After reading “The Lottery” it appears to me that the story has numerous main characters including the lottery itself. Let’s start with Tessie Hutchison. Tess’ character type is round and dynamic. Her character is multifaceted and you never know quite what to expect from Tess. When Tessie Hutchinson arrives to the lottery late, she denies even remembering that today was “the day.” Tess immediately sticks out like a “sore thumb.” She is someone diverse and her being there was menacing. On a day that the villagers’ hold sacred, Tess’ disrespect and disregard seems totally inapt and inexcusable; not attending the lottery is not an option and you must arrive on time. Because of Tess’ nonconformist beliefs, she is the only one in the village not afraid to object the lottery. The next main character is Old Man Warner. The author does an excellent job of symbolizing tradition through both direct and indirect characterization of Mr. Warner. The very fact that his name is Old Man Warner embodies tradition. He is the oldest man in town and by his own admission, has partaken in the festivities of seventy-seven lotteries. Warner is steadfast and dedicated to doing things the old way. Some of the other towns have stopped having lotteries, but Old Man Warner loathes any ideas of modification because it puts the lottery in danger of extinction. He believes that if they stop holding the lottery they would go back to living in the Stone Age; only the lottery would keep their way of life secure and established. No one in the village quite understands the justification for the lottery, which seemingly goes so far back in time that even Old Man Warner doesn’t know for certain how the tradition came into existence. Another main character is Mr. Summers. Through indirect characterization, his character brandishes a certain amount of weight that was given to him without rhyme or reason. Mr. Summers is a married man with no children, and he owns a business in the village. He is cheerful and friendly, but people feel sorry for him because his wife hassles him all the time. His influence over the lottery has never been in question nor has it ever been contested. I’m not sure if he appropriated himself to the role or conceivably someone presented it to him, but he is the sole governor of the event. Mr. Summers is bursting with energy but he doesn't focus that energy on the core of the draw, the stoning. In its place, he puts a lot of emphasis on giving the game of chance a new, more modern look by writing the names on pieces of paper as opposed to using chips of wood; he recommends using strips of paper instead of chips of wood to save space. It seems as though Mr. Summers only concerns himself with the superficial side of the lottery and not its substance.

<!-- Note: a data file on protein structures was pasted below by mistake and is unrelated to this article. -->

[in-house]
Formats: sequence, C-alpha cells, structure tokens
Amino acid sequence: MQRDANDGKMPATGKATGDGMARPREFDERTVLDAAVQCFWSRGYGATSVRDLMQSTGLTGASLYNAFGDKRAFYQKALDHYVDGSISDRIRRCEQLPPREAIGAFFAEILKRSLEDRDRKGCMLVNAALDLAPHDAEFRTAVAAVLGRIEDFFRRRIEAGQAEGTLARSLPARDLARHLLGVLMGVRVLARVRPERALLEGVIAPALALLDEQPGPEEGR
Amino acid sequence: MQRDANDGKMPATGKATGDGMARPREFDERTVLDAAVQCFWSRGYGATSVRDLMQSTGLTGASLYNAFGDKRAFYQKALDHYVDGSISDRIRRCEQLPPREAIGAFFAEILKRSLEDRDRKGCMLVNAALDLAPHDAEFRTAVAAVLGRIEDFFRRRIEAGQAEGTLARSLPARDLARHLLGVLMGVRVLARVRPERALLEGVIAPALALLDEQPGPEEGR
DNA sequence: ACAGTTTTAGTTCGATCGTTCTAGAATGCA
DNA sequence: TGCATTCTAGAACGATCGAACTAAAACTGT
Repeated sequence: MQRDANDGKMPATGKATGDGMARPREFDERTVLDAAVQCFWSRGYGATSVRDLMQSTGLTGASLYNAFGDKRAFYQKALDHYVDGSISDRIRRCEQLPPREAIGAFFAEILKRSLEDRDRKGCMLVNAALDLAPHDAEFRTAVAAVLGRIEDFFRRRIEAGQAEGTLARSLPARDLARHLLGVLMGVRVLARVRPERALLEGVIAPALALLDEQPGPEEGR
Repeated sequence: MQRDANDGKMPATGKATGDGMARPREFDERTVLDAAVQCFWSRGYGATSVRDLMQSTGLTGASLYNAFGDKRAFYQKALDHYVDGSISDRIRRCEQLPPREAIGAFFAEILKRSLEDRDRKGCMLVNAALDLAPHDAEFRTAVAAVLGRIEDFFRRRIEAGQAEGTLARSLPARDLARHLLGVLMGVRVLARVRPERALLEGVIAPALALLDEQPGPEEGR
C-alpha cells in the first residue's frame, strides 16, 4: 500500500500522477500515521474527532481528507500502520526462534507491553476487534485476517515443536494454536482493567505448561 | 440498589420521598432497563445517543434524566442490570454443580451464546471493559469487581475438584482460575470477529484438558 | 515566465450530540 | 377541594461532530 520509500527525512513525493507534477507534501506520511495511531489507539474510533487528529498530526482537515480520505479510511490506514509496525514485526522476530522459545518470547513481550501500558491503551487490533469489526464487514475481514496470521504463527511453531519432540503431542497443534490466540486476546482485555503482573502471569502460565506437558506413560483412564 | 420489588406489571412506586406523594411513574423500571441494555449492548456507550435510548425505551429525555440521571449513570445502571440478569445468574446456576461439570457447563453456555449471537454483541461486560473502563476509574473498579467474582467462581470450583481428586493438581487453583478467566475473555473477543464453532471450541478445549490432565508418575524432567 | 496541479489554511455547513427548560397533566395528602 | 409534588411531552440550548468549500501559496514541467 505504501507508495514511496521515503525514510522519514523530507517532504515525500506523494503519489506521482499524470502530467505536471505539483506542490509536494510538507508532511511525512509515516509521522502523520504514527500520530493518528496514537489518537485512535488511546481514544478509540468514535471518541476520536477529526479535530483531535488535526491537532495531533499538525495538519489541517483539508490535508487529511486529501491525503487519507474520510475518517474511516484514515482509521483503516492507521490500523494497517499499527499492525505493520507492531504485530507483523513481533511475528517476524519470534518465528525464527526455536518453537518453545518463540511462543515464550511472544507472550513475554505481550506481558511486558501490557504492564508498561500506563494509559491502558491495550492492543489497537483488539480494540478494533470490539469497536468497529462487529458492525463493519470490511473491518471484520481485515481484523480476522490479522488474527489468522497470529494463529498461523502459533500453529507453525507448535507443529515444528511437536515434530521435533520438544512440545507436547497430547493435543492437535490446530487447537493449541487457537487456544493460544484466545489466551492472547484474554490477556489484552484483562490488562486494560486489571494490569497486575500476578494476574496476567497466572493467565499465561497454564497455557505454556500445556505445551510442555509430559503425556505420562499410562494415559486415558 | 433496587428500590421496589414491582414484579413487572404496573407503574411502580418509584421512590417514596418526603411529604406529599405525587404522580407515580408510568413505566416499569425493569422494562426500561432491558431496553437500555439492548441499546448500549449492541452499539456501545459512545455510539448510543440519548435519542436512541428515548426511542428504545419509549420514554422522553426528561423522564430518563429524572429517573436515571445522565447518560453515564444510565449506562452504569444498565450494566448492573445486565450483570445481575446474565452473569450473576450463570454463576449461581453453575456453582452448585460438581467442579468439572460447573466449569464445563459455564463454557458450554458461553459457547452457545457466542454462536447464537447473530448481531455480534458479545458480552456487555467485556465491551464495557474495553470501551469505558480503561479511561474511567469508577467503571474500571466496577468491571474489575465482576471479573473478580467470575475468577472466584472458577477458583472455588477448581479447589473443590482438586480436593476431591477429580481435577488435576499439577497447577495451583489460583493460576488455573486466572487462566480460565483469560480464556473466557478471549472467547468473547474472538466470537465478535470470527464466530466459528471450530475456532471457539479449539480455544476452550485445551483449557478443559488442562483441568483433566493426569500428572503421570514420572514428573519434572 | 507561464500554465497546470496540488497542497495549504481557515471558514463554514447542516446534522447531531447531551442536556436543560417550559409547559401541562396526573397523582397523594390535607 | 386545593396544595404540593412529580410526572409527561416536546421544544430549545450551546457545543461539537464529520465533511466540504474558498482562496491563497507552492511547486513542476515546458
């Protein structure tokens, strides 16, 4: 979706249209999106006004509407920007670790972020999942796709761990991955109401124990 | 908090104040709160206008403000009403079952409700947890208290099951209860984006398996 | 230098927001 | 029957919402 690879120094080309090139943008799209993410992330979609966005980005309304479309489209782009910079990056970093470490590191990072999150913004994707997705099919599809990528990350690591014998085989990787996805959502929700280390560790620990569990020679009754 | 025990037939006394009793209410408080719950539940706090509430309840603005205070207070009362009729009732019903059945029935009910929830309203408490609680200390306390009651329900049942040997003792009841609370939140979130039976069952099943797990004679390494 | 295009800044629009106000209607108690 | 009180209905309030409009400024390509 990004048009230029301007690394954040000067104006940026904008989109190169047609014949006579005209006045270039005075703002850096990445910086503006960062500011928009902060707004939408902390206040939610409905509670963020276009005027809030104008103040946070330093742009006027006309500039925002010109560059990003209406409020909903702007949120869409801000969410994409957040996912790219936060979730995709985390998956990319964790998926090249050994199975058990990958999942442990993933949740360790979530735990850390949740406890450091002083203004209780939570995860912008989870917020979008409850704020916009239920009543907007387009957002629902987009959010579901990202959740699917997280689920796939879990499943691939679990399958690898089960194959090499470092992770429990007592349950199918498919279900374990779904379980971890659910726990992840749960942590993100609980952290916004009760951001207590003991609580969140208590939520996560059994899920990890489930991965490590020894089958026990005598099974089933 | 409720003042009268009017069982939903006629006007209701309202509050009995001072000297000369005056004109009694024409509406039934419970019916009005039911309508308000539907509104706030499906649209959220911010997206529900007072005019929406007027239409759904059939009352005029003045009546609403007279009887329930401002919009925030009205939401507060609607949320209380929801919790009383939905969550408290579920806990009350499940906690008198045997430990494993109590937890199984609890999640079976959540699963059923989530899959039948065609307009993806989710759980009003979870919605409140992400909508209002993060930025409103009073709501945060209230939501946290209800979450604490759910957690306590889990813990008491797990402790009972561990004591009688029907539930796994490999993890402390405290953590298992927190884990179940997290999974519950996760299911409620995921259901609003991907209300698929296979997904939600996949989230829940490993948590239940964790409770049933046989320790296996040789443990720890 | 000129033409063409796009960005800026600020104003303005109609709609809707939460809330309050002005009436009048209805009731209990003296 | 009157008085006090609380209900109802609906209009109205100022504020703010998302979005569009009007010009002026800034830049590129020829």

Finally, in my opinion, the author does not reference many aspects about specific characters other than the vague description of the boys and girls at the beginning of the story, and concise depictions of some of the families; however, she apportions a huge amount of detail to the subject of the lottery, from the black box and its poor, beat up condition to the course of action leading up to the event. All of the problems in the story are centered on the town's custom of conducting the lottery. The tension between the villagers would be non-existent if there was no lottery. A contention could be fashioned that tradition is the main character because every aspect of the lottery represents a customary